opportunity = rest

You remember the sweet, restful photo of a baby seal at the top of this article? That dude is unbothered. He is moisturized. He is taking the time he needs for rest and renewal. Just looking at him lowers my heart rate.

When the pace of my life picks up and everyone seems to need things from me (my personal kryptonite), my daily routines begin to look more mechanical and less organic. If I continue on like this for too long, I eventually burn out and find myself unable to do anything other than rest. One of my favorite reminders during times like these is to “take care of your creature.” Rather than treating yourself like a 20th century manufacturing company that churns out creative wins like they’re consumer goods, you could see yourself as a creative being. One that takes weeks, months, or even years to hibernate, reflect, and rest.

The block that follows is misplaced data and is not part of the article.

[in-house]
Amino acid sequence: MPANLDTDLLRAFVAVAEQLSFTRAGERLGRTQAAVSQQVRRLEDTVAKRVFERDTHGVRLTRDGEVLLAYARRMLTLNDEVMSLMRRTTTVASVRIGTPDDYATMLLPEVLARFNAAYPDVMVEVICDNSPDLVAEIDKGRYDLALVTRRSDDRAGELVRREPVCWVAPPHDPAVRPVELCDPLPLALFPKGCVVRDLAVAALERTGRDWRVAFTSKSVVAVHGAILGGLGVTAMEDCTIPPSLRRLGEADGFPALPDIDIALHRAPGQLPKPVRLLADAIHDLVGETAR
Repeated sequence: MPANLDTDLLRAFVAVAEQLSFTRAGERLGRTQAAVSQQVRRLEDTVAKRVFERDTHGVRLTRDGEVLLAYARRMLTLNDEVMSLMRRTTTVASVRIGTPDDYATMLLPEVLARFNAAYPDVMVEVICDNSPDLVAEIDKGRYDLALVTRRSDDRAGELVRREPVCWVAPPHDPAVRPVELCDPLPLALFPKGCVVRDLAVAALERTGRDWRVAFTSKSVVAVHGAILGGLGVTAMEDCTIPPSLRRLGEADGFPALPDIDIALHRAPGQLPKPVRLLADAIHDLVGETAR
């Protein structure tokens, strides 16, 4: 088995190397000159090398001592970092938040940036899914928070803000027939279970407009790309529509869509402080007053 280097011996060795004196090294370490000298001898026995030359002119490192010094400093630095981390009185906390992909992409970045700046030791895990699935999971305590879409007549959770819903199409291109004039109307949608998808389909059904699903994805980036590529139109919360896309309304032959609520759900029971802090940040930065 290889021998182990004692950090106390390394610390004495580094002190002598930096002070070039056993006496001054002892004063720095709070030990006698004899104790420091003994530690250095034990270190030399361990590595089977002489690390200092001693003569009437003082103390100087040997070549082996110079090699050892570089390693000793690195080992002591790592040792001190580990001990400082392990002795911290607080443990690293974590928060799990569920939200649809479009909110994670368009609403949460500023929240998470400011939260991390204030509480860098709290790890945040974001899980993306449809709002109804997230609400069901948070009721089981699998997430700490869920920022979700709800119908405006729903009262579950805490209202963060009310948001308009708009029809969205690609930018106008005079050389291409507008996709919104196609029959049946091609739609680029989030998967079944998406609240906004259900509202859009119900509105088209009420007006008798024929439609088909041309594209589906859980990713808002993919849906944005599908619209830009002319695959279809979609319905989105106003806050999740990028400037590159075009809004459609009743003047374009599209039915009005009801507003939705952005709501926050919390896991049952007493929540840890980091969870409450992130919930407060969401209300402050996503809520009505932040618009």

When your creative creature is buried under a snowbank, cocooned by darkness and slowness, it’s easy to label yourself as uninspired or unmotivated. In reality, when we embrace the stillness of this season, it becomes easier to take frequent, intentional breaks from creative work—instead of letting exhaustion dictate when we care for our creature.